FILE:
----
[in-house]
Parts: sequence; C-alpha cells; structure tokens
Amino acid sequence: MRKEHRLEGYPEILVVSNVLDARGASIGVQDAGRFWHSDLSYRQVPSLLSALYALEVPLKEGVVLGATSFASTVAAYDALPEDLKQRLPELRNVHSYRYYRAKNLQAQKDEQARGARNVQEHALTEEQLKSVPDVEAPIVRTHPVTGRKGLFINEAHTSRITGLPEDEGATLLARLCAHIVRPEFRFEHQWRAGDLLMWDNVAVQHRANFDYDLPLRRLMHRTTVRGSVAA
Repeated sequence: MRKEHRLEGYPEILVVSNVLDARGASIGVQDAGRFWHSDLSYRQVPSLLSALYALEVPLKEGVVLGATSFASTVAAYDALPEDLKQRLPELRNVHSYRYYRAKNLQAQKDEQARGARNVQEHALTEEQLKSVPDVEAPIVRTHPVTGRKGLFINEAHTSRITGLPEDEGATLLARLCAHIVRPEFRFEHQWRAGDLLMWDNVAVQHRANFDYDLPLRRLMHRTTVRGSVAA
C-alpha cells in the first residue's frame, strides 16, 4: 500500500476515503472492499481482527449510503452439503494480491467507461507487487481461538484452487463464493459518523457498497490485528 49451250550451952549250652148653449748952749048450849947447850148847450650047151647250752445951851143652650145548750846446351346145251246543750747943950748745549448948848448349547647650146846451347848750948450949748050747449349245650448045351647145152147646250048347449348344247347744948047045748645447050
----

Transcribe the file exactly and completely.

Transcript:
[in-house]
Parts: sequence; C-alpha cells; structure tokens
Amino acid sequence: MRKEHRLEGYPEILVVSNVLDARGASIGVQDAGRFWHSDLSYRQVPSLLSALYALEVPLKEGVVLGATSFASTVAAYDALPEDLKQRLPELRNVHSYRYYRAKNLQAQKDEQARGARNVQEHALTEEQLKSVPDVEAPIVRTHPVTGRKGLFINEAHTSRITGLPEDEGATLLARLCAHIVRPEFRFEHQWRAGDLLMWDNVAVQHRANFDYDLPLRRLMHRTTVRGSVAA
Repeated sequence: MRKEHRLEGYPEILVVSNVLDARGASIGVQDAGRFWHSDLSYRQVPSLLSALYALEVPLKEGVVLGATSFASTVAAYDALPEDLKQRLPELRNVHSYRYYRAKNLQAQKDEQARGARNVQEHALTEEQLKSVPDVEAPIVRTHPVTGRKGLFINEAHTSRITGLPEDEGATLLARLCAHIVRPEFRFEHQWRAGDLLMWDNVAVQHRANFDYDLPLRRLMHRTTVRGSVAA
C-alpha cells in the first residue's frame, strides 16, 4: 500500500476515503472492499481482527449510503452439503494480491467507461507487487481461538484452487463464493459518523457498497490485528 49451250550451952549250652148653449748952749048450849947447850148847450650047151647250752445951851143652650145548750846446351346145251246543750747943950748745549448948848448349547647650146846451347848750948450949748050747449349245650448045351647145152147646250048347449348344247347744948047045748645447050